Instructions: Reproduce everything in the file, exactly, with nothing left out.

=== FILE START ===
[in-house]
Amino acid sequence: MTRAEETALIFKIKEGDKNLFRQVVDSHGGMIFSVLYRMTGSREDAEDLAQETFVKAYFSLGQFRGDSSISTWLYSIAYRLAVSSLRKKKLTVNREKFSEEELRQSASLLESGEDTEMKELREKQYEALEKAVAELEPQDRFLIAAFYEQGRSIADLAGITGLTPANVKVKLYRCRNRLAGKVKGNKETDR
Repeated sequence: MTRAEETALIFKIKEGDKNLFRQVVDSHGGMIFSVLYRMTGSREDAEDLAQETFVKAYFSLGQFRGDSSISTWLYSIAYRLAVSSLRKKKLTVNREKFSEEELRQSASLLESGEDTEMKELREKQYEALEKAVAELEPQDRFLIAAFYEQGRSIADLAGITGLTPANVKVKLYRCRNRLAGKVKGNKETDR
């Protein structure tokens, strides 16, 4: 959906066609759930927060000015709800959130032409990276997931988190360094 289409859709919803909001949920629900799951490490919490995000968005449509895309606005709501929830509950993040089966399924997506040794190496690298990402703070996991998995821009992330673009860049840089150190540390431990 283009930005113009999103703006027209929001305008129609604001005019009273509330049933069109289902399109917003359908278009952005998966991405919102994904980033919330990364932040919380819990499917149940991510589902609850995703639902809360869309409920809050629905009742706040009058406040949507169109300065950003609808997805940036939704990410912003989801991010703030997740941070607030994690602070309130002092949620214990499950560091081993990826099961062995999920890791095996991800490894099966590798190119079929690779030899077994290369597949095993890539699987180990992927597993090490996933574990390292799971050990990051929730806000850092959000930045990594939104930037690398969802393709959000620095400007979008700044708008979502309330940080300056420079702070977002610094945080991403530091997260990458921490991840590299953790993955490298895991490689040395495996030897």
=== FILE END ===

[in-house]
Amino acid sequence: MTRAEETALIFKIKEGDKNLFRQVVDSHGGMIFSVLYRMTGSREDAEDLAQETFVKAYFSLGQFRGDSSISTWLYSIAYRLAVSSLRKKKLTVNREKFSEEELRQSASLLESGEDTEMKELREKQYEALEKAVAELEPQDRFLIAAFYEQGRSIADLAGITGLTPANVKVKLYRCRNRLAGKVKGNKETDR
Repeated sequence: MTRAEETALIFKIKEGDKNLFRQVVDSHGGMIFSVLYRMTGSREDAEDLAQETFVKAYFSLGQFRGDSSISTWLYSIAYRLAVSSLRKKKLTVNREKFSEEELRQSASLLESGEDTEMKELREKQYEALEKAVAELEPQDRFLIAAFYEQGRSIADLAGITGLTPANVKVKLYRCRNRLAGKVKGNKETDR
């Protein structure tokens, strides 16, 4: 959906066609759930927060000015709800959130032409990276997931988190360094 289409859709919803909001949920629900799951490490919490995000968005449509895309606005709501929830509950993040089966399924997506040794190496690298990402703070996991998995821009992330673009860049840089150190540390431990 283009930005113009999103703006027209929001305008129609604001005019009273509330049933069109289902399109917003359908278009952005998966991405919102994904980033919330990364932040919380819990499917149940991510589902609850995703639902809360869309409920809050629905009742706040009058406040949507169109300065950003609808997805940036939704990410912003989801991010703030997740941070607030994690602070309130002092949620214990499950560091081993990826099961062995999920890791095996991800490894099966590798190119079929690779030899077994290369597949095993890539699987180990992927597993090490996933574990390292799971050990990051929730806000850092959000930045990594939104930037690398969802393709959000620095400007979008700044708008979502309330940080300056420079702070977002610094945080991403530091997260990458921490991840590299953790993955490298895991490689040395495996030897």